Saturday, January 8, 2011

The Constitutional Cloak

This week, as the new Congress began its business, we were treated to the spectacle of members of the House of Representatives reading the text of the Constitution from the podium -- the whole text (well, almost), out loud, spurred by a desire on the part of the Tea Party and others to remind Congress of the centrality of the Constitution to American government. Of course, despite the belief of many, many Constitution-wavers across the country (and in the halls of Congress), there is no "pure" version of the founding document -- parts of it have changed, parts of it have been replaced, the whole thing has been amended twenty-seven times -- so decisions had to be made about what to read and what to leave out. And, like all things in Congress these days, those decisions were controversial.

For instance, the decision to leave out the various references to slavery in the original document prompted some members to chastise the Republican sponsors of the reading for presenting a censored version of the document that whitewashed the troubled history of the nation and the way in which the Constitution has changed and grown over the centuries to reflect changing mores and values. Of course, the amendment process that led to those changes in the original document was itself part of the original -- so in that sense the amendments are a part of the document in a way that Supreme Court decisions are not. And we should always keep in mind that the Constitution does not refer specifically to "slavery," for the Framers chose always to use some other expression or euphemism: the "three-fifths clause" speaks of "all other persons"; the "fugitive slave clause" refers to a "Person held to Service or Labour"; Article 1, Section 9, in prohibiting Congress from interfering with the "slave trade" (without calling it that) until 1808, speaks only of "such Persons as any of the States now existing shall think proper to admit." The words "slave" and "slavery" do not appear until the Civil War Amendments. 

From the reports I saw, about one-third of the members of the House attended the reading.That is a sad commentary on the state of things in Washington. What were those other members doing? Taking a stand against the reading of the Constitution? Why? Just because it was sponsored by the wrong folks? Did they believe this was simply "political theater" (a term I heard in one of the news reports)? It was, but that does not necessarily undermine the value of the exercise. All Americans, not least of all our elected representatives, should become vastly more familiar with the Constitution. The Constitution is central to what it means to be an American citizen -- so knowledge and understanding of the Constitution is fundamental to good citizenship in the United States. Not many have actually read the entire Constitution, and that includes, I suspect, an unfortunately high percentage of those who have taken an oath to defend it. By reading the Constitution from the floor of the House, an example is set that should be emulated rather than castigated.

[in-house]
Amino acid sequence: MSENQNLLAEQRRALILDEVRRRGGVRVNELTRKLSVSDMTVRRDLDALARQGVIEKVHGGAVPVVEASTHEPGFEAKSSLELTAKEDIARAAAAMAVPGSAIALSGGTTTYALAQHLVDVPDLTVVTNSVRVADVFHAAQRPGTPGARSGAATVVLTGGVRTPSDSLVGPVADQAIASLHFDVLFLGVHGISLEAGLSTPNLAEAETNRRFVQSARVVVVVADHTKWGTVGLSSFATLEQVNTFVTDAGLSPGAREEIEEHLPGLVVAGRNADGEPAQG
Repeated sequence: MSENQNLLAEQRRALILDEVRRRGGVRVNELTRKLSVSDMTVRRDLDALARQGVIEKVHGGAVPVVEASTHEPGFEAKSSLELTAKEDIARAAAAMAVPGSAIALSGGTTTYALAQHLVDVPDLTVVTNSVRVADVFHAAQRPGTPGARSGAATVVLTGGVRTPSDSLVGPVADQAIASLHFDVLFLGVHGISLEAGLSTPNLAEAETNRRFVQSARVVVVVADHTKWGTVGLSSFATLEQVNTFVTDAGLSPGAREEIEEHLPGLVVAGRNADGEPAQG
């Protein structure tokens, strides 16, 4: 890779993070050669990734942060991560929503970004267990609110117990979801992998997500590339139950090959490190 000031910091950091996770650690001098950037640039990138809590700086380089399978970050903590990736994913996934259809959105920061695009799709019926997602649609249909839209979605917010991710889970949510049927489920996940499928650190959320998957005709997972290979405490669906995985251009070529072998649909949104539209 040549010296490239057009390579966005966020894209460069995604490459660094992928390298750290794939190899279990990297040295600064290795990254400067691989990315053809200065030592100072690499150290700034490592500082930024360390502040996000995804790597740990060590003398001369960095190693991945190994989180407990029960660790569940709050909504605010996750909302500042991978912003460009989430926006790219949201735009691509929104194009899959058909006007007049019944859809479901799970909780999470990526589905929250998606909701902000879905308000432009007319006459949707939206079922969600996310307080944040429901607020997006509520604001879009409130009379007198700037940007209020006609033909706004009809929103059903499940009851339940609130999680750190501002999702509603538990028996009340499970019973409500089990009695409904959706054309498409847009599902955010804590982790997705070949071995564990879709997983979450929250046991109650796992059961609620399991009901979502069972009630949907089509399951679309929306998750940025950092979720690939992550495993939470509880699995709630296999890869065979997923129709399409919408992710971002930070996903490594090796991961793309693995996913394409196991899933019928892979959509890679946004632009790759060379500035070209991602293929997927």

We need to spend more time thinking about our Constitution and about the characteristics of constitutionalism, and so turning Constitution-reading into a partisan event is unfortunate. In fact, it may be fatal to the kind of spirit essential to successful constitutional democracy. The critics of the reading in the House have a point to the extent that some politicians seek to use the Constitution as a cloak in which to wrap a particular set of political views. The Constitution, of course, does embody certain political views, but they are not those of the Tea Party any more than they are of liberal Democrats. The Constitution reflects the view of a generation of American statesmen (and a handful of women), more than 200 years ago, that constitutional democracy was preferable to monarchy (even constitutional monarchy of the British sort). Those statesmen also believed that constitutional democracy was preferable to the sort of decentralized democracy espoused by the civic republican tradition as translated into American thinking by some of those labeled "anti-federalists." The Constitution, in other words, had nothing to do with favoring certain kinds of policies over others (say, government-run health care over insurance company-run health care). Rather, it sought to establish a moderate constitutional democracy that combined both national and state power, and it sought to establish it in the face of those who preferred the certainties of a centralized monarchy and of those who preferred to keep all power (except some national defense functions) in the hands of state governments.